You can read the full opinion on the Kansas Supreme Court website.
In short, this attorney represented adoptive couples. In two cases, the biological father of the child asserted a desire to take custody. The attorney filed motions to terminate the father’s parental rights, claiming they abandoned the child and/or failed to provide support to the mother after finding out that the mother was pregnant. However, in both cases, the father was unaware of the pregnancy until after the child was born, and only days before the petition to terminate the parental rights of the father was filed.
In one of these cases, the father appealed to the Kansas Supreme Court, which reversed the lower courts and ordered the district court to make arrangements to transfer custody of the child to his biological father. The other case was reversed by the Court of Appeals, citing the first case in doing so.
The Attorney preemptively notified the Disciplinary Administrator of the Supreme Court’s opinion. The Supreme Court also transmitted the opinion to the Disciplinary Administrator.
The Disciplinary Administrator recommended an 18-month suspension, while a panel of the Kansas Board for Discipline of Attorneys recommended a six-month suspension. In rejecting the lesser penalties, the Supreme Court stated:
In effect, respondent used the legal process to traffic children. It is not hyperbole to put the matter this starkly, and we can think of no breach of trust more significant or damaging than this. Our legal system depends on the highest standards of professionalism, integrity, truthfulness, and trustworthiness of our lawyers. […] A lawyer cannot come back from a breach of trust so grave. The confidence of the public and the sanctity of the rule of law can only be protected and preserved by meting out the most serious sanction available to us — disbarment.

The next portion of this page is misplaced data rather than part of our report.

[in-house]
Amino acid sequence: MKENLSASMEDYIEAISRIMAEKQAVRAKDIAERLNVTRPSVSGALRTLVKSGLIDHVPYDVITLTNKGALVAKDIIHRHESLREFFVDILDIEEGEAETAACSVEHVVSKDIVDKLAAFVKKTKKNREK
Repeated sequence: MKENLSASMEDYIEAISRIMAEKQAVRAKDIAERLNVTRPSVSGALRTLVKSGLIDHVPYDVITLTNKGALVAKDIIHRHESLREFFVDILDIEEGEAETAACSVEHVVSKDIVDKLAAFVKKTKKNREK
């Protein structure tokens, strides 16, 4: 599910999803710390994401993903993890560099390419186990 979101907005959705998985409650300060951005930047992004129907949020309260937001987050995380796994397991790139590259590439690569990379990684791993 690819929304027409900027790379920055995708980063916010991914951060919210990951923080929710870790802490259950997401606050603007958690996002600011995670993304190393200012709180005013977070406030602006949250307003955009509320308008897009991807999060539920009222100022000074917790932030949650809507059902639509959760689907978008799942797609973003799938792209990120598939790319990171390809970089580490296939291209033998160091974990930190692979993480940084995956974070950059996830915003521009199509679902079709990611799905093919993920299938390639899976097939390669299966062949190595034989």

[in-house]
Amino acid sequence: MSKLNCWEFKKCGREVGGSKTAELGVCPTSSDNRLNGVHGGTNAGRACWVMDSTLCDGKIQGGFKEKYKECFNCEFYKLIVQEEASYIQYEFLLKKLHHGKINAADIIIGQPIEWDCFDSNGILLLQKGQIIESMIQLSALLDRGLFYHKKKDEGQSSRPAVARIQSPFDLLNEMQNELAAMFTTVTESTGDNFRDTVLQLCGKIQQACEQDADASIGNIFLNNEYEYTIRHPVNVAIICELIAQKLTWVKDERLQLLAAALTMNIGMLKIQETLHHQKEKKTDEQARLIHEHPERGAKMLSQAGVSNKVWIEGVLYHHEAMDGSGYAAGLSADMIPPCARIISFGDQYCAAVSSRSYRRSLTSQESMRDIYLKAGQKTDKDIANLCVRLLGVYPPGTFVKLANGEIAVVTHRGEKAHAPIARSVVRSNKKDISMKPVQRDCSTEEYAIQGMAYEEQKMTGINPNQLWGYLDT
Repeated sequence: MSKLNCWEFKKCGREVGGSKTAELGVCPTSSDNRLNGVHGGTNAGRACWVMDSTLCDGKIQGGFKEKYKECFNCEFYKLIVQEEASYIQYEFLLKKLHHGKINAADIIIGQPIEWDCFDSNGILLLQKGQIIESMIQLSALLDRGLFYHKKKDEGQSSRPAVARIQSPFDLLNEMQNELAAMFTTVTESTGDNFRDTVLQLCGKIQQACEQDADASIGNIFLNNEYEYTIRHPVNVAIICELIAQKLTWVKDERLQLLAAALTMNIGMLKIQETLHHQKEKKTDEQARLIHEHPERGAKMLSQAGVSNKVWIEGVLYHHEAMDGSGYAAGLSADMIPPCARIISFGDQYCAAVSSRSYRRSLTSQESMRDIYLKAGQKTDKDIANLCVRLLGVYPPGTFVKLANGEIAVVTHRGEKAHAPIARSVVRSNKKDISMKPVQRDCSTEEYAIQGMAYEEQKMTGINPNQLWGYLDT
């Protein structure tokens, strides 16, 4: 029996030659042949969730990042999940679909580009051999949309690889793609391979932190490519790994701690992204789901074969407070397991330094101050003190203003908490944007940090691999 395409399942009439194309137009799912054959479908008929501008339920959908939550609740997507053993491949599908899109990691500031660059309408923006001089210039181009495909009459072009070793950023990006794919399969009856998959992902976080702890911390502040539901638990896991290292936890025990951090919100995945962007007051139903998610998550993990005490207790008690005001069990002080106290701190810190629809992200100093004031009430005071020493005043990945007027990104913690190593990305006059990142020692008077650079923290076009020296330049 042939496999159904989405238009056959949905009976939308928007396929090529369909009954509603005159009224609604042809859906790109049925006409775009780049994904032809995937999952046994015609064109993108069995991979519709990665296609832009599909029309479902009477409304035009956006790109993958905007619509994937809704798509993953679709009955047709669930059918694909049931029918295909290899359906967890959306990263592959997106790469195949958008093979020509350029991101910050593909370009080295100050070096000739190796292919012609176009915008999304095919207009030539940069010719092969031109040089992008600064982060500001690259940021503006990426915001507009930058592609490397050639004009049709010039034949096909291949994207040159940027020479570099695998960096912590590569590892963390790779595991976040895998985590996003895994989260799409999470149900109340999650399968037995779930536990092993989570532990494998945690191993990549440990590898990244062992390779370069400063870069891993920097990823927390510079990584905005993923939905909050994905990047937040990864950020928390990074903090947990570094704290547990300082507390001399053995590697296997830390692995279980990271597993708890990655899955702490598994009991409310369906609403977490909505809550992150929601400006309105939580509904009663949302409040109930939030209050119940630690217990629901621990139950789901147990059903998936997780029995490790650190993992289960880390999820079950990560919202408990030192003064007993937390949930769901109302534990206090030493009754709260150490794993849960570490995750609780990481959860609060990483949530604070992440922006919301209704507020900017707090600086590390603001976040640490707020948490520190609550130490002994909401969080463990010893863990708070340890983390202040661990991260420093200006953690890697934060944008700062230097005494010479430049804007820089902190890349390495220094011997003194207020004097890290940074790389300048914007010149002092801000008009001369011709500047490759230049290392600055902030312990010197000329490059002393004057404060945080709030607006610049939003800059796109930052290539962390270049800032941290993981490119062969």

In Kansas, a disbarred attorney may petition to be reinstated after five years. While there is no mechanism for the Kansas Supreme Court to prohibit an attorney from petitioning for reinstatement, the above quote would indicate that the Supreme Court is prejudiced against reinstatement.
He is also on the bar in Missouri. It would be interesting to see if the Missouri Supreme Court will choose to order a “reciprocal disbarment” or give him one of the suggested lesser sanctions.